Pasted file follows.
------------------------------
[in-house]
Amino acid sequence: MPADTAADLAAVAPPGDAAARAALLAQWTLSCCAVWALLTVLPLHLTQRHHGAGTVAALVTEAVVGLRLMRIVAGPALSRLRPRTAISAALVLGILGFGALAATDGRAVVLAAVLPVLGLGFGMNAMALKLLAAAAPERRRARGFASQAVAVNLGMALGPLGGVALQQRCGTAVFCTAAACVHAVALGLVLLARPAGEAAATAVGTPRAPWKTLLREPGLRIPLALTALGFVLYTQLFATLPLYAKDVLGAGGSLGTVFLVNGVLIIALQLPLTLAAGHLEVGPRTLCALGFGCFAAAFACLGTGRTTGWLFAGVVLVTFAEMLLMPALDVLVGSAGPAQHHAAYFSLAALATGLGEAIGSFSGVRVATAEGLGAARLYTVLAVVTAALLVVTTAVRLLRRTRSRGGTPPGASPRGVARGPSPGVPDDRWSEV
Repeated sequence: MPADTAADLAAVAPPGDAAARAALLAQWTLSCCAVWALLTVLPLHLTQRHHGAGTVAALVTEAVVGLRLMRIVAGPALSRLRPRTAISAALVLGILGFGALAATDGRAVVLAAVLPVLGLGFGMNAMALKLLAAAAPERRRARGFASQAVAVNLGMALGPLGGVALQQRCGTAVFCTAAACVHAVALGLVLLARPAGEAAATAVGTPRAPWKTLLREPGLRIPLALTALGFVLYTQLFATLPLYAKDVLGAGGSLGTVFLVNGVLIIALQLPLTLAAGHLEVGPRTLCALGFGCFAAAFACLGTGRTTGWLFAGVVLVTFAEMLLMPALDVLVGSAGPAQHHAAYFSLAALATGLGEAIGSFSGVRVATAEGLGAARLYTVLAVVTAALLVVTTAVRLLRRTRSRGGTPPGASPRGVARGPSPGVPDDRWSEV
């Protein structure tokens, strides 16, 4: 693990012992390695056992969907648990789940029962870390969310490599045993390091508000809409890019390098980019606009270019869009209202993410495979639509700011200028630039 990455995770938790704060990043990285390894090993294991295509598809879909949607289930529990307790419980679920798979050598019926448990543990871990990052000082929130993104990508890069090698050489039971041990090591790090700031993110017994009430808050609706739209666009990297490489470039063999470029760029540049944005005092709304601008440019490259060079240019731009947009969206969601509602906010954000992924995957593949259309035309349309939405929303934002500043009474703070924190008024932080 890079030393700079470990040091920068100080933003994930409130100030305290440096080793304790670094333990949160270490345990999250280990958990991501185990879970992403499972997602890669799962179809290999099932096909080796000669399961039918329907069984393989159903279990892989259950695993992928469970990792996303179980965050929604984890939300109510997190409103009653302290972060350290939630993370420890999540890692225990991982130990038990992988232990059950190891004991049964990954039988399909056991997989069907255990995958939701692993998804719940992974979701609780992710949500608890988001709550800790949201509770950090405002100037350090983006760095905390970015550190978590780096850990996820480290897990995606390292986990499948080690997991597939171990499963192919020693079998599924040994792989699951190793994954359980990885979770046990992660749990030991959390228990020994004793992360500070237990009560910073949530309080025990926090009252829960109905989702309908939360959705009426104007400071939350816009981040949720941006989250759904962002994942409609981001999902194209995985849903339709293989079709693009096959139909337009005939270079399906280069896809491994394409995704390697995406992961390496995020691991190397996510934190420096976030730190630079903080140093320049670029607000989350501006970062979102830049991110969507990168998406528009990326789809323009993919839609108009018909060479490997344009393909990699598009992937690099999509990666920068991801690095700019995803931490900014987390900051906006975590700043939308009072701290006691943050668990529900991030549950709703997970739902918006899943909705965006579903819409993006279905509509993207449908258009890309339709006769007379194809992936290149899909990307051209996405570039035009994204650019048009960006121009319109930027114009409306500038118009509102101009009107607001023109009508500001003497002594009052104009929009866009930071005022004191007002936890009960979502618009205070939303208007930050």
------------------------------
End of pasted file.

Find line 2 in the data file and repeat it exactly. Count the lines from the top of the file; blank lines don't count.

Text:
Amino acid sequence: MPADTAADLAAVAPPGDAAARAALLAQWTLSCCAVWALLTVLPLHLTQRHHGAGTVAALVTEAVVGLRLMRIVAGPALSRLRPRTAISAALVLGILGFGALAATDGRAVVLAAVLPVLGLGFGMNAMALKLLAAAAPERRRARGFASQAVAVNLGMALGPLGGVALQQRCGTAVFCTAAACVHAVALGLVLLARPAGEAAATAVGTPRAPWKTLLREPGLRIPLALTALGFVLYTQLFATLPLYAKDVLGAGGSLGTVFLVNGVLIIALQLPLTLAAGHLEVGPRTLCALGFGCFAAAFACLGTGRTTGWLFAGVVLVTFAEMLLMPALDVLVGSAGPAQHHAAYFSLAALATGLGEAIGSFSGVRVATAEGLGAARLYTVLAVVTAALLVVTTAVRLLRRTRSRGGTPPGASPRGVARGPSPGVPDDRWSEV